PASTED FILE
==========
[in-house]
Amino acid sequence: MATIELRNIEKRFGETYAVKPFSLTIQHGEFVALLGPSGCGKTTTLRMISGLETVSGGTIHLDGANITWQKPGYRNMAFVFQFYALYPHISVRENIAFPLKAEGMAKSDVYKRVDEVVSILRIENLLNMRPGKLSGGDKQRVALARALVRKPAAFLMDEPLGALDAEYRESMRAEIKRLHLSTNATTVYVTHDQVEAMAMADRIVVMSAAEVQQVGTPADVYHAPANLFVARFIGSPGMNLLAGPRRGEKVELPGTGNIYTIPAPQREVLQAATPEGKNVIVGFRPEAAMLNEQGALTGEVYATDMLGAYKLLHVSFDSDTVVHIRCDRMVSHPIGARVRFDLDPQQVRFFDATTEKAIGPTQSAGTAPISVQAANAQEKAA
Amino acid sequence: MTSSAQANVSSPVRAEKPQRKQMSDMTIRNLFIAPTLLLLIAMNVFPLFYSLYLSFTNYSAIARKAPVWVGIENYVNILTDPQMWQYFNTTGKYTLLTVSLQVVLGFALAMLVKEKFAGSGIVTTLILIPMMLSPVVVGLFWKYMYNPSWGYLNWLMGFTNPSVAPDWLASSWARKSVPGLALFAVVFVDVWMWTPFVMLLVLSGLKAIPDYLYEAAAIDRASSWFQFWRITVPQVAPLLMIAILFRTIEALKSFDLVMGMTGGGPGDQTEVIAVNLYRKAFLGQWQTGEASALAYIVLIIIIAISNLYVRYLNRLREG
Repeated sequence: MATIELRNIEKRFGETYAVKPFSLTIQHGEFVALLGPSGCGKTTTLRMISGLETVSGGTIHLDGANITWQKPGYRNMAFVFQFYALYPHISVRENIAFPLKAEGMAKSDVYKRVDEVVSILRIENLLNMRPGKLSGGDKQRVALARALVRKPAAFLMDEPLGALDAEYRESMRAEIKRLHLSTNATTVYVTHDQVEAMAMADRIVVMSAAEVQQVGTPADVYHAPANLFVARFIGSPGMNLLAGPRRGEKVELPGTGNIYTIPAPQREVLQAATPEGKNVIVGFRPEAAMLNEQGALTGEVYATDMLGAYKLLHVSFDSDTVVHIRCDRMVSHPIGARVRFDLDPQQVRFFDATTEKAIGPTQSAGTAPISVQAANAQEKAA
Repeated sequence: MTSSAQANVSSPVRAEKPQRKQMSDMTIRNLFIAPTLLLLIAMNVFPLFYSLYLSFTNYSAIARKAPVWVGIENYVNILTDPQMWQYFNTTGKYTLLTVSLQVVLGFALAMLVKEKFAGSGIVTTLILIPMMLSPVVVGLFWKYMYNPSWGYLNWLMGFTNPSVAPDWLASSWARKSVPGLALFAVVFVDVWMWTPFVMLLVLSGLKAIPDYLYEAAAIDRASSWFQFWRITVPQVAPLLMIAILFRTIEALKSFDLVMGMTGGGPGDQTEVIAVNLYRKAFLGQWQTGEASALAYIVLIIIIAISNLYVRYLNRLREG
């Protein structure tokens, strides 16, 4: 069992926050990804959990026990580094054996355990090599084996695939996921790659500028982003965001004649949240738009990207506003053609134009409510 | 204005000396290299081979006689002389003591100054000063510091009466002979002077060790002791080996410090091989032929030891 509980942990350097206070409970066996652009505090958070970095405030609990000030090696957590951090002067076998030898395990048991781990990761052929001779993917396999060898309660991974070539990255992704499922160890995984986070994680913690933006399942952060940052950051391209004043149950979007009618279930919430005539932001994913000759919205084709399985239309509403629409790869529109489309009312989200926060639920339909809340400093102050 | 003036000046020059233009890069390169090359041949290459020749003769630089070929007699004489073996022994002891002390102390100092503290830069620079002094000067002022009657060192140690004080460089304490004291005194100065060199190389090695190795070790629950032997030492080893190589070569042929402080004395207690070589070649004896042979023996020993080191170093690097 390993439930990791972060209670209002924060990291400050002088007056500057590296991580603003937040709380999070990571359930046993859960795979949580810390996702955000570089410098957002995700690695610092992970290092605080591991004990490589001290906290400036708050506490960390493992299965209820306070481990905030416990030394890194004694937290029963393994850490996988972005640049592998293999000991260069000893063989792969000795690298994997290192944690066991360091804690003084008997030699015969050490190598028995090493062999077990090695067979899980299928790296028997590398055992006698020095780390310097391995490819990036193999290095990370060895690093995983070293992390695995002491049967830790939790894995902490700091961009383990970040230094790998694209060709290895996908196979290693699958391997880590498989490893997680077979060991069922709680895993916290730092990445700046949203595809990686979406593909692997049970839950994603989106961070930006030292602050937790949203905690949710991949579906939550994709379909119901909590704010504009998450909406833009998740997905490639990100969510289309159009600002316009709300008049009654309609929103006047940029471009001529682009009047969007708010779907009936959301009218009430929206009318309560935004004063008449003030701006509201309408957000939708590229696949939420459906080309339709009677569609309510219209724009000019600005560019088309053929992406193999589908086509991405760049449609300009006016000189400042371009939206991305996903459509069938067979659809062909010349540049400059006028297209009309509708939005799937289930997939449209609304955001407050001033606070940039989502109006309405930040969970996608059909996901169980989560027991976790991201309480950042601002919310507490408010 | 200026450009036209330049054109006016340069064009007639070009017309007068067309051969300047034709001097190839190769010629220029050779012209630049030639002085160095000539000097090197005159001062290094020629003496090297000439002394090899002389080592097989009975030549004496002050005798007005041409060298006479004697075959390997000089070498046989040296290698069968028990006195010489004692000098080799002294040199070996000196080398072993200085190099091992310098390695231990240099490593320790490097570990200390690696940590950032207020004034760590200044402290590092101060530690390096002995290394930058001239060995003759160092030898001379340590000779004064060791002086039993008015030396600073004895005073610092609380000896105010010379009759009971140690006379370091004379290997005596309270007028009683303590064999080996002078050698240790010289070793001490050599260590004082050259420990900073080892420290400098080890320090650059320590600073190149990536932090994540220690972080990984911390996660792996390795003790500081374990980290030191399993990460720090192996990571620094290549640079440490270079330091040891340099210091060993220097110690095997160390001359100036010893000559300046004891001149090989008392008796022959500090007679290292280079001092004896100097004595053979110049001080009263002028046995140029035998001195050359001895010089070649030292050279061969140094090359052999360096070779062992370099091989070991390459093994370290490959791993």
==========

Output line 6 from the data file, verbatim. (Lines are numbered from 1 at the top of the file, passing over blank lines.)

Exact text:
């Protein structure tokens, strides 16, 4: 069992926050990804959990026990580094054996355990090599084996695939996921790659500028982003965001004649949240738009990207506003053609134009409510 | 204005000396290299081979006689002389003591100054000063510091009466002979002077060790002791080996410090091989032929030891 509980942990350097206070409970066996652009505090958070970095405030609990000030090696957590951090002067076998030898395990048991781990990761052929001779993917396999060898309660991974070539990255992704499922160890995984986070994680913690933006399942952060940052950051391209004043149950979007009618279930919430005539932001994913000759919205084709399985239309509403629409790869529109489309009312989200926060639920339909809340400093102050 | 003036000046020059233009890069390169090359041949290459020749003769630089070929007699004489073996022994002891002390102390100092503290830069620079002094000067002022009657060192140690004080460089304490004291005194100065060199190389090695190795070790629950032997030492080893190589070569042929402080004395207690070589070649004896042979023996020993080191170093690097 390993439930990791972060209670209002924060990291400050002088007056500057590296991580603003937040709380999070990571359930046993859960795979949580810390996702955000570089410098957002995700690695610092992970290092605080591991004990490589001290906290400036708050506490960390493992299965209820306070481990905030416990030394890194004694937290029963393994850490996988972005640049592998293999000991260069000893063989792969000795690298994997290192944690066991360091804690003084008997030699015969050490190598028995090493062999077990090695067979899980299928790296028997590398055992006698020095780390310097391995490819990036193999290095990370060895690093995983070293992390695995002491049967830790939790894995902490700091961009383990970040230094790998694209060709290895996908196979290693699958391997880590498989490893997680077979060991069922709680895993916290730092990445700046949203595809990686979406593909692997049970839950994603989106961070930006030292602050937790949203905690949710991949579906939550994709379909119901909590704010504009998450909406833009998740997905490639990100969510289309159009600002316009709300008049009654309609929103006047940029471009001529682009009047969007708010779907009936959301009218009430929206009318309560935004004063008449003030701006509201309408957000939708590229696949939420459906080309339709009677569609309510219209724009000019600005560019088309053929992406193999589908086509991405760049449609300009006016000189400042371009939206991305996903459509069938067979659809062909010349540049400059006028297209009309509708939005799937289930997939449209609304955001407050001033606070940039989502109006309405930040969970996608059909996901169980989560027991976790991201309480950042601002919310507490408010 | 200026450009036209330049054109006016340069064009007639070009017309007068067309051969300047034709001097190839190769010629220029050779012209630049030639002085160095000539000097090197005159001062290094020629003496090297000439002394090899002389080592097989009975030549004496002050005798007005041409060298006479004697075959390997000089070498046989040296290698069968028990006195010489004692000098080799002294040199070996000196080398072993200085190099091992310098390695231990240099490593320790490097570990200390690696940590950032207020004034760590200044402290590092101060530690390096002995290394930058001239060995003759160092030898001379340590000779004064060791002086039993008015030396600073004895005073610092609380000896105010010379009759009971140690006379370091004379290997005596309270007028009683303590064999080996002078050698240790010289070793001490050599260590004082050259420990900073080892420290400098080890320090650059320590600073190149990536932090994540220690972080990984911390996660792996390795003790500081374990980290030191399993990460720090192996990571620094290549640079440490270079330091040891340099210091060993220097110690095997160390001359100036010893000559300046004891001149090989008392008796022959500090007679290292280079001092004896100097004595053979110049001080009263002028046995140029035998001195050359001895010089070649030292050279061969140094090359052999360096070779062992370099091989070991390459093994370290490959791993």